Danny is now out of prison but struggling--with his inability to remember exactly what happened, his anger about Tom's role in his imprisonment, and the challenges of creating a life after prison. Having arranged the meeting with Tom, Danny begs Tom to help him work through his issues. Tom agrees, insisting that he should be free to talk with any of the people who interacted with Danny while he was in prison. Through these conversations and his sessions with Danny, Tom begins to construct a picture not only of the crime but of Danny's habitual "border crossing"--Danny projects a vulnerability and charm that causes teachers, social workers, parole officers, and perhaps psychologists to cross the boundary that should exist between offender and professional. With Tom's marriage over, will he lose his career and perhaps even his life by letting Danny cross that border with him, or will he help Danny build a new life, if that is even possible for young murderers? Those are the questions that create psychological suspense in this rather brief novel.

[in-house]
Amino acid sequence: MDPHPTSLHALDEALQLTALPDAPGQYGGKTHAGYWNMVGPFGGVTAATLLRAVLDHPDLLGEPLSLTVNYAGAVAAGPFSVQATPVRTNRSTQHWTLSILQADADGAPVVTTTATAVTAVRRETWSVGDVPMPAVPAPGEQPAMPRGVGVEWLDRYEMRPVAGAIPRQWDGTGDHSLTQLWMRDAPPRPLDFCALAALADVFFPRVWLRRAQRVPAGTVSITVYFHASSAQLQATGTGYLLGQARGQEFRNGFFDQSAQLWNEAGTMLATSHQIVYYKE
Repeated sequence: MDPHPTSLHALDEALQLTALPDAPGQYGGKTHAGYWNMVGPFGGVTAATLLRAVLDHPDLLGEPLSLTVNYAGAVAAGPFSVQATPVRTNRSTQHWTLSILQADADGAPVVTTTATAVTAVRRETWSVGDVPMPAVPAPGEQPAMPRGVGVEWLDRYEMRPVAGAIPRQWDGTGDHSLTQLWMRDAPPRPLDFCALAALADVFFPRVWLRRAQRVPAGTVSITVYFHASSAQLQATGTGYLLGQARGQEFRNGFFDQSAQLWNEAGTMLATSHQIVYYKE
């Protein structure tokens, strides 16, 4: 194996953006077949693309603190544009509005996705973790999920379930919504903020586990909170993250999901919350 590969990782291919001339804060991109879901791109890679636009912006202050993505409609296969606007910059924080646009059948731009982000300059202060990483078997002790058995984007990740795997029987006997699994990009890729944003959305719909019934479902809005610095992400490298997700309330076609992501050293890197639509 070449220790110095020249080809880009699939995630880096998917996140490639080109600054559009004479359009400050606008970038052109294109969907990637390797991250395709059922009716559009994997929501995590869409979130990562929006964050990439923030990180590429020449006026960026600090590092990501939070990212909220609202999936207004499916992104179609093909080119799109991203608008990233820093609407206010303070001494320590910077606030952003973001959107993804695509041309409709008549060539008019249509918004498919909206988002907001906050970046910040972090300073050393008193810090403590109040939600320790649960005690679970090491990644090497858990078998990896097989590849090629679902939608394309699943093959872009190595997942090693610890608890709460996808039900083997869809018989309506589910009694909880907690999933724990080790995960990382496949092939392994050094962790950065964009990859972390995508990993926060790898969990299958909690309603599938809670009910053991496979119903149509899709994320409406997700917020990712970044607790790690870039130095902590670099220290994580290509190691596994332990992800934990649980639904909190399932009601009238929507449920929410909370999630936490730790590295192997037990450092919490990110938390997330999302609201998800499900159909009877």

In Border Crossing, Pat Barker raises some interesting questions and creates genuine suspense. The audible version is well-read by Simon Preble. The book's flaw is that Tom seems to be something of an idiot--he knows how Danny works people, so why does he put himself in jeopardy? Does he think he can help Danny live a "normal life"? Does he feel guilty about his role in Danny's conviction or about the creepy childhood incident in which he and a friend almost killed a younger child? No matter what the reason, his insight into Danny's pathology ought to be reason enough to take some precautions in his dealing with the young parolee.